## Average Residence Time

In this example, I will show how we calculate

the average residence time for a non-ideal reactor if we do a tracer experiment where

we inject a pulse and then measure the concentration as a function of time at the outlet of the

reactor. Now this is a simplified diagram to make the calculations easy and it does

not represent what we would expect in a real system. But we can measure concentration as

a function of time and then we can use this to calculate the residence time distribution

which is essentially taking this concentration time plot and normalizing it. What we are

interested in is p(t) plotted versus t where this is our residence time distribution. Once

we have that, we can calculate average residence time by integrating over all times. This will

be then what we’re interested in so the tracer plot to normalize it, the integral of the

residence time distribution should be 1 because this is a probability of how long molecules

spend in the reactor and eventually all the molecules leave. And so to normalize it, what

we’ll do is integrate this tracer concentration as a function of time and this of course,

is just the area under the curve which would be the height times the width times one-half

because it’s a triangle, so it’s half of the rectangular area and the units that correspond

to the x- and y- axis get an area. If we divide this plot by this area, we would end up with

a residence time distribution. So we divided the concentration plot by 2.5 so the maximum

is at 0.2. And then we can write an equation for this residence time distribution by first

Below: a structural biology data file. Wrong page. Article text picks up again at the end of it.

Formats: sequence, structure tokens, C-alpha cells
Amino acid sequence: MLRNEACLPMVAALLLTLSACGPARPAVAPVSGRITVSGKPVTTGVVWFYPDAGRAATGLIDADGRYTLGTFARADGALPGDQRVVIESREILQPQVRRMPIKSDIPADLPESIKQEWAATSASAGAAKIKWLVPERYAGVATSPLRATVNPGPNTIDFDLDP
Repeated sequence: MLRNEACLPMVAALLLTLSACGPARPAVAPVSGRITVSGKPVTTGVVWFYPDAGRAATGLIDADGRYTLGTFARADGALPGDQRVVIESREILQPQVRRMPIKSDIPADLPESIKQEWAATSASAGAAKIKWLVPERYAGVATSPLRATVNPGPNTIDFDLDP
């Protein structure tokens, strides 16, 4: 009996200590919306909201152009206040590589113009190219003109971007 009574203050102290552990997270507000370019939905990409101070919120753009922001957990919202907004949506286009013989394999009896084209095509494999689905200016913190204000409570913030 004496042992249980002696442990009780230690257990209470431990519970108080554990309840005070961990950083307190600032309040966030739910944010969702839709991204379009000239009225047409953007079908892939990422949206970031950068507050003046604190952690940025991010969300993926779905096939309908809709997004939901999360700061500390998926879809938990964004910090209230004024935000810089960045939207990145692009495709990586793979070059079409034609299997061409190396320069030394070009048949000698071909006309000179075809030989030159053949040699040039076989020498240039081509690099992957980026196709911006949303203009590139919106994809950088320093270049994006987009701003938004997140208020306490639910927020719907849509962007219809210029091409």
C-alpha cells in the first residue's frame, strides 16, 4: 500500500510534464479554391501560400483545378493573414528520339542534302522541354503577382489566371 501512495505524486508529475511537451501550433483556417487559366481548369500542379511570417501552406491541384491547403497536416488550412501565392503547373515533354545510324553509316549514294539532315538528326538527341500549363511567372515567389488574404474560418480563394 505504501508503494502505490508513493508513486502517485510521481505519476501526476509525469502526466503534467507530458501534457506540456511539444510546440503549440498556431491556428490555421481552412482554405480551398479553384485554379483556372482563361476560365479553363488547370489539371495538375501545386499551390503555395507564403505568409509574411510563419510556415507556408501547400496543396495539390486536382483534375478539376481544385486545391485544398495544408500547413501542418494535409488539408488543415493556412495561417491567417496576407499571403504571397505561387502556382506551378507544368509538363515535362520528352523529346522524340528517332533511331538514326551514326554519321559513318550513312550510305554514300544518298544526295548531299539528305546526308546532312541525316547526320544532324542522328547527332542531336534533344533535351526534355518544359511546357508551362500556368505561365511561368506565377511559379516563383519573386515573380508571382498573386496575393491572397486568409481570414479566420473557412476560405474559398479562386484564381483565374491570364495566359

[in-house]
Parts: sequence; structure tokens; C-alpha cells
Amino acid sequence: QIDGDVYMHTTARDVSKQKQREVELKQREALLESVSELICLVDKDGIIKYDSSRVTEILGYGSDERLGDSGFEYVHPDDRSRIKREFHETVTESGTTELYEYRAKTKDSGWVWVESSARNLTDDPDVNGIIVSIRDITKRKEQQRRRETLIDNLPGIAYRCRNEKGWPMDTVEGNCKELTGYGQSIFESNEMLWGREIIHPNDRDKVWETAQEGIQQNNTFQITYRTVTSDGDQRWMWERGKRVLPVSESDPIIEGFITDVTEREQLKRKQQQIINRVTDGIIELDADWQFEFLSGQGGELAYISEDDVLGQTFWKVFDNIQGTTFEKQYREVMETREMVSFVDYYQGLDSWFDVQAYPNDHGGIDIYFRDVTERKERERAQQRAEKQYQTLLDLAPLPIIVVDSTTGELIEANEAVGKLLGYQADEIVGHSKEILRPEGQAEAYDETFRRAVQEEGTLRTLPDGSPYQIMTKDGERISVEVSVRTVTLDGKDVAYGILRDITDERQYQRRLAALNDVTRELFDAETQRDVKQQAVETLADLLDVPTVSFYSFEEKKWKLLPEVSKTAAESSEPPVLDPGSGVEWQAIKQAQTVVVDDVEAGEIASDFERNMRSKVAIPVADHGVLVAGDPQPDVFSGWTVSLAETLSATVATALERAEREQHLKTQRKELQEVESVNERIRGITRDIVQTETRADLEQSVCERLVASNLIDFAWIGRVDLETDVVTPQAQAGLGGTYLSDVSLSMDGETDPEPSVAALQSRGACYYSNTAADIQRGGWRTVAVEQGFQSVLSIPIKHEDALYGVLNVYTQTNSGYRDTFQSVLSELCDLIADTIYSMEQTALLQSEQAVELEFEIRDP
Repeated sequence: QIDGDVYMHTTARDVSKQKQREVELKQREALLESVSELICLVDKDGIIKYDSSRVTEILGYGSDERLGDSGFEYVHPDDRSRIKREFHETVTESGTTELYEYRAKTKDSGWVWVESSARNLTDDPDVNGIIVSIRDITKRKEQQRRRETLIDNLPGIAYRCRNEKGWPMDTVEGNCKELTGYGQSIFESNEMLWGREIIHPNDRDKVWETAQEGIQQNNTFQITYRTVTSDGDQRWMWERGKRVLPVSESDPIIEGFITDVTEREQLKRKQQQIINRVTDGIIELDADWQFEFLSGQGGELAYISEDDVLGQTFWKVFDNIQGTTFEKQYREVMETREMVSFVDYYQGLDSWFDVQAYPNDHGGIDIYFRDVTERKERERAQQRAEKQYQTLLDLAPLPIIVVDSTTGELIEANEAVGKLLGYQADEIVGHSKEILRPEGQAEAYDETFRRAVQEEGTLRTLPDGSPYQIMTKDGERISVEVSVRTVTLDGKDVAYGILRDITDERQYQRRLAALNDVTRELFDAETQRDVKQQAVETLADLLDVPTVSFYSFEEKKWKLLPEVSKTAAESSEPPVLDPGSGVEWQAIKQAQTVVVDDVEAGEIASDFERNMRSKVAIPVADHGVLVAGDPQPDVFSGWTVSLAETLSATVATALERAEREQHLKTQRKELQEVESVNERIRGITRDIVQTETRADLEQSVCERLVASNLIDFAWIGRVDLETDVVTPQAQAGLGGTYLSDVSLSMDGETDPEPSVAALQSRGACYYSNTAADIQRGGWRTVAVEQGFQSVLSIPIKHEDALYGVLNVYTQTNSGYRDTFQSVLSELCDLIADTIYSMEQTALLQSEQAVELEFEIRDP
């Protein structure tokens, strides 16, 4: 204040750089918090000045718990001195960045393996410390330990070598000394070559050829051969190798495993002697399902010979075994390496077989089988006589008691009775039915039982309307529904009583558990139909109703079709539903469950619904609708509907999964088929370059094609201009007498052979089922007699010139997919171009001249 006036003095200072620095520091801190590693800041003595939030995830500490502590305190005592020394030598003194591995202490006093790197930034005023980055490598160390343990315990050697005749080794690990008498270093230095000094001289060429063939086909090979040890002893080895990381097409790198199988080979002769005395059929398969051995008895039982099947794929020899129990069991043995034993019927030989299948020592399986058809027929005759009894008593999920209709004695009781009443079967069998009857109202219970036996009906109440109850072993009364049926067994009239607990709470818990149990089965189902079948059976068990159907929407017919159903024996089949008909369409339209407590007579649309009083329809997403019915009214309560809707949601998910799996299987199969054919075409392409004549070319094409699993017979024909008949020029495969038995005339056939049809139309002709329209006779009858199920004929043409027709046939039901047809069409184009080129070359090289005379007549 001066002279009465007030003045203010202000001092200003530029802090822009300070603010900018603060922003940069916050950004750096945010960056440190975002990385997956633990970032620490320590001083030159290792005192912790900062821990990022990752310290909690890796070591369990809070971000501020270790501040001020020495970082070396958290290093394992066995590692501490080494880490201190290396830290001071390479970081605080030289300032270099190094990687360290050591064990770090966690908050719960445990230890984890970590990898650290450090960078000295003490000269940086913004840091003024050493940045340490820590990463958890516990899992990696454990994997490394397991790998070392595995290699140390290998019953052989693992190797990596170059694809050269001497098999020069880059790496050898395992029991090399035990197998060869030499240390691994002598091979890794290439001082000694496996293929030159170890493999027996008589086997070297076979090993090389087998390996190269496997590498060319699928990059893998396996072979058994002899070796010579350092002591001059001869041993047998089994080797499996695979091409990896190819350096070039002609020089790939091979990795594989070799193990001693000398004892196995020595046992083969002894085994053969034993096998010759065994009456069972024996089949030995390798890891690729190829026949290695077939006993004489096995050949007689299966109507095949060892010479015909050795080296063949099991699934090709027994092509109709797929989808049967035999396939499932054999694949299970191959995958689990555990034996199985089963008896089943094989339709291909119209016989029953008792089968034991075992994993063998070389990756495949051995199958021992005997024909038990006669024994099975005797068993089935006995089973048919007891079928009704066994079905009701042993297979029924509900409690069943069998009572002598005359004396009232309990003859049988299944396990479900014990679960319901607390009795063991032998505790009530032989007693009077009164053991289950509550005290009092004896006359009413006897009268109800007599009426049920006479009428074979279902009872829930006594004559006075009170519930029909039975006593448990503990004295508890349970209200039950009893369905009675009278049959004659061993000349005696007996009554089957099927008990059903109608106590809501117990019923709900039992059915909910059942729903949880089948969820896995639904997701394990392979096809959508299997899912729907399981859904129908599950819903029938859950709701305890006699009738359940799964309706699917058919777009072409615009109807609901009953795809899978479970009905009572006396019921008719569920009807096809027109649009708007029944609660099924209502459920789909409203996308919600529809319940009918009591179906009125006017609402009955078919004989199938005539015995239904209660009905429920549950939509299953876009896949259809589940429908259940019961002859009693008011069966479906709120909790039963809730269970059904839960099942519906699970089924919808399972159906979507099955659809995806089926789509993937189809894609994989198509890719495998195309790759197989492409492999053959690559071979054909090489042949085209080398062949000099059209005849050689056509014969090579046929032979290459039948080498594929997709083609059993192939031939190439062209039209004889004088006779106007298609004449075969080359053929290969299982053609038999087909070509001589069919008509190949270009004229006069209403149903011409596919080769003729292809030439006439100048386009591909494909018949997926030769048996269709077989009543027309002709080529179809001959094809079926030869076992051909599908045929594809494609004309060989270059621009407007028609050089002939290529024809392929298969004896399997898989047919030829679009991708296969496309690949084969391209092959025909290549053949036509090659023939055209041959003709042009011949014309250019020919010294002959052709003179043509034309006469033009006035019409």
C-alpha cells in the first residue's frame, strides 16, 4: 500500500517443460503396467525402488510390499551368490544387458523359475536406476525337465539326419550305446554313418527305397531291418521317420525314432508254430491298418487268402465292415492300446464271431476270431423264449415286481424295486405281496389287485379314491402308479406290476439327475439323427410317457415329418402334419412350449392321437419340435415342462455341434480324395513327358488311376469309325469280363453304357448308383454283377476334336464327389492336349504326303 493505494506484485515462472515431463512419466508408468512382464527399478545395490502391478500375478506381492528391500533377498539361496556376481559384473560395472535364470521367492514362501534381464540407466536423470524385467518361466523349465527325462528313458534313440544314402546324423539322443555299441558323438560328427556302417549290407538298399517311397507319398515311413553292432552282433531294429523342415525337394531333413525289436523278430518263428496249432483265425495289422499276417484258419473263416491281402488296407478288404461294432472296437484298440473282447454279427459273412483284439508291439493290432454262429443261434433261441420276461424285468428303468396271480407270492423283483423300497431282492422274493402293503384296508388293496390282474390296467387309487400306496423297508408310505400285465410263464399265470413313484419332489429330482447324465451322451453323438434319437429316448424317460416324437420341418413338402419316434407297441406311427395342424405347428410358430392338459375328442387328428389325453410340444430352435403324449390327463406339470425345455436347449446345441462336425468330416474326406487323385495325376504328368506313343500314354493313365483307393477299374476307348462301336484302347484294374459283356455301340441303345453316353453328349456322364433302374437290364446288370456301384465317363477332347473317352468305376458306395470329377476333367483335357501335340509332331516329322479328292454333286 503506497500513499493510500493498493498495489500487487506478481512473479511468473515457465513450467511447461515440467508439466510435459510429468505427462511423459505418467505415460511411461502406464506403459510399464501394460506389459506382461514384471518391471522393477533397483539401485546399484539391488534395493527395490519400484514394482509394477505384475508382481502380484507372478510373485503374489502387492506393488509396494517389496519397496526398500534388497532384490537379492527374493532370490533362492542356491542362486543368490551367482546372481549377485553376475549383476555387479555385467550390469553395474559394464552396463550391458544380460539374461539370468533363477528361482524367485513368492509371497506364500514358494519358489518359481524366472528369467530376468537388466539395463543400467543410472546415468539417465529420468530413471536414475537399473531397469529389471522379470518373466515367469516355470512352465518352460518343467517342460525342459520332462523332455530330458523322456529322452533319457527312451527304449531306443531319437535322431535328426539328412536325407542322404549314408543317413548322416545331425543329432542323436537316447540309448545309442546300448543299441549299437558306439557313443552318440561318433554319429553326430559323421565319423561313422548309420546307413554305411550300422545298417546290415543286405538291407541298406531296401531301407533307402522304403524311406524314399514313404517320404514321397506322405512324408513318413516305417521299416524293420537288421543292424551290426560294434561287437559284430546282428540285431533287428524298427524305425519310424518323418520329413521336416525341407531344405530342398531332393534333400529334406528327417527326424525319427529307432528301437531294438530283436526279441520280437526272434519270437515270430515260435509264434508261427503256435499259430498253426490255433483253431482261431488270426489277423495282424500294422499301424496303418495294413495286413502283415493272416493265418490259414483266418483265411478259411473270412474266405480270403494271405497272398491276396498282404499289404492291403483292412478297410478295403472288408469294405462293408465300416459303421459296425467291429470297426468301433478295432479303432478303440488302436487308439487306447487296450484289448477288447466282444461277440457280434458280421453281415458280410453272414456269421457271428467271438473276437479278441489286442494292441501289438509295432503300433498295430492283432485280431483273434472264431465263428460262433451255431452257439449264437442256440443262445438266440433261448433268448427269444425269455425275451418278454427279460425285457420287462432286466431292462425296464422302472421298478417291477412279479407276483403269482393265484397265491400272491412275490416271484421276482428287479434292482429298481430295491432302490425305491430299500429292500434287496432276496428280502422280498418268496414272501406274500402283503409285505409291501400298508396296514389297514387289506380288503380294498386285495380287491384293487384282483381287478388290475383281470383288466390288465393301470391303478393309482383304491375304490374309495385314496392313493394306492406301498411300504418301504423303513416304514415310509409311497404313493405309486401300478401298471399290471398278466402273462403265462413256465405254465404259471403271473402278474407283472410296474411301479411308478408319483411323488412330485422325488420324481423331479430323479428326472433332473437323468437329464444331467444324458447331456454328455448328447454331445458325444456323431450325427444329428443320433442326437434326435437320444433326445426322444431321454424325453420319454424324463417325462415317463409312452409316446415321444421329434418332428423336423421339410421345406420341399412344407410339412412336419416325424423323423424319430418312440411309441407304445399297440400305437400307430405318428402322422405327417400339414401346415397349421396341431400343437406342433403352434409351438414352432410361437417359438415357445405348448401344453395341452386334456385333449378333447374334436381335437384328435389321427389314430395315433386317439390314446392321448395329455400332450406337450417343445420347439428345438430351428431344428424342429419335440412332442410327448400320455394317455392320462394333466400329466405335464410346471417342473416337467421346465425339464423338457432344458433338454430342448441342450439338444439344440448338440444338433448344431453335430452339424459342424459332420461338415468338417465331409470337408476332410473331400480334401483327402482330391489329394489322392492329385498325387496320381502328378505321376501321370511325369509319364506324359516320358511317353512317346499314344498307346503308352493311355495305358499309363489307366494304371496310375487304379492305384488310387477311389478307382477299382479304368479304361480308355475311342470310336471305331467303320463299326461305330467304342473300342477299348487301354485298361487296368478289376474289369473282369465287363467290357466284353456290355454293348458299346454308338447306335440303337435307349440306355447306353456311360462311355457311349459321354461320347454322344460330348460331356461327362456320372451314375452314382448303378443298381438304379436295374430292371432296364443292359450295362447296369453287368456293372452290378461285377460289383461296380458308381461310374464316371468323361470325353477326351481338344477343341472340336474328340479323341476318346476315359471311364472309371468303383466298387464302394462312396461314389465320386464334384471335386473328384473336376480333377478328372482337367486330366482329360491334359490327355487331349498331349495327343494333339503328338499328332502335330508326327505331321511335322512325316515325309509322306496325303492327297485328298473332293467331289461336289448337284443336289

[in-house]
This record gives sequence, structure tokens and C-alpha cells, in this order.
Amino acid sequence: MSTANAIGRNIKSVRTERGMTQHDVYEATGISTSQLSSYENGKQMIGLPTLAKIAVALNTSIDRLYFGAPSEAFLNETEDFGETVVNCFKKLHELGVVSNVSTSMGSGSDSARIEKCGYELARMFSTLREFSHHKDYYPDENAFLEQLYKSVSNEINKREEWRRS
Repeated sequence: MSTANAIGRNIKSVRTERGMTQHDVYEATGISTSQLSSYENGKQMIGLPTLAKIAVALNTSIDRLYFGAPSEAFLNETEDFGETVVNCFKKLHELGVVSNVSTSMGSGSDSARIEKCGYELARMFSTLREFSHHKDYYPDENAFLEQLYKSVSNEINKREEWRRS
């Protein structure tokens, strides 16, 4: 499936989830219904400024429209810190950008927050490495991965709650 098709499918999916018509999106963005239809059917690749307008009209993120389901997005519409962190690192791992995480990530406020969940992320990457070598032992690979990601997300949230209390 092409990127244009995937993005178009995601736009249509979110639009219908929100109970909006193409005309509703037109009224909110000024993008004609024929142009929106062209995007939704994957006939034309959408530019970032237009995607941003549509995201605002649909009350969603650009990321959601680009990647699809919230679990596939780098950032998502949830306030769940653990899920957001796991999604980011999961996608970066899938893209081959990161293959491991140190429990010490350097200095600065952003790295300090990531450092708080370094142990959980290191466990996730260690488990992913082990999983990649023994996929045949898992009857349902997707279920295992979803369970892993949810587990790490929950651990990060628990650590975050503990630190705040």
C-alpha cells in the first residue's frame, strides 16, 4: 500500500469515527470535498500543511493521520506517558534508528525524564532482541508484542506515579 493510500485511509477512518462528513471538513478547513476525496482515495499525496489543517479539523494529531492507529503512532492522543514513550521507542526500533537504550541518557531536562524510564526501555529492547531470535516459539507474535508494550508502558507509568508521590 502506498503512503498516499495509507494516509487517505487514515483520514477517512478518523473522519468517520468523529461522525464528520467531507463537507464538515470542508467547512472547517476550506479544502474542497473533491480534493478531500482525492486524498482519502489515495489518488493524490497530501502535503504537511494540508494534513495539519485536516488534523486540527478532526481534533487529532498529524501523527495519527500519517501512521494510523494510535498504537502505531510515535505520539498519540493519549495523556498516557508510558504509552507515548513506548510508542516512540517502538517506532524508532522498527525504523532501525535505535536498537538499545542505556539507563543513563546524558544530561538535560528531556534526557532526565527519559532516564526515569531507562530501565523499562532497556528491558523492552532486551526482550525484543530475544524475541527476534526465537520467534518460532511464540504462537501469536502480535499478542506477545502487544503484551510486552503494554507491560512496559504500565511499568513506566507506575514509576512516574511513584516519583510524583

calculating the slope of the line. Slope is -0.02. And so the equation for p(t) is that

it’s zero for t less than 5, t greater than 15 and then p(t) is equal to -0.02t plus the

intercept. Now the intercept we can calculate. Easiest way is to say when t=15, p(t)=0 which

means that b=0.30. So we have an equation for the residence time distribution. Now we

can substitute in to calculate our average residence time distribution. So here is the equation

that we wrote down earlier for our average residence time distribution. We only need

to integrate from 5 to 15 minutes because p(t) is zero everywhere else. Put in t, I

put in p(t). Integration. Then I substitute the numerical values in, I get an average

residence time of 8.2 minutes.

## Vidhi Shah

Aug 8, 2018, 4:35 amhttps://unacademy.com/lesson/development-of-concept-of-residence-time-distribution/N98PTATK

Go through this for better understanding

## TLB IZR

Sep 9, 2018, 3:35 pmHow did you draw the p(t) vs t curve and how you get 0.2 max on y-axis? (It would be so kind of you if someone answers)

## Erik BerMont

May 5, 2019, 9:42 amHi, I hope somebody answer this: If the average residence time is tavg=int(t*p(t)dt), this would mean that the average residence time is just the area under the curve t*p(t), right?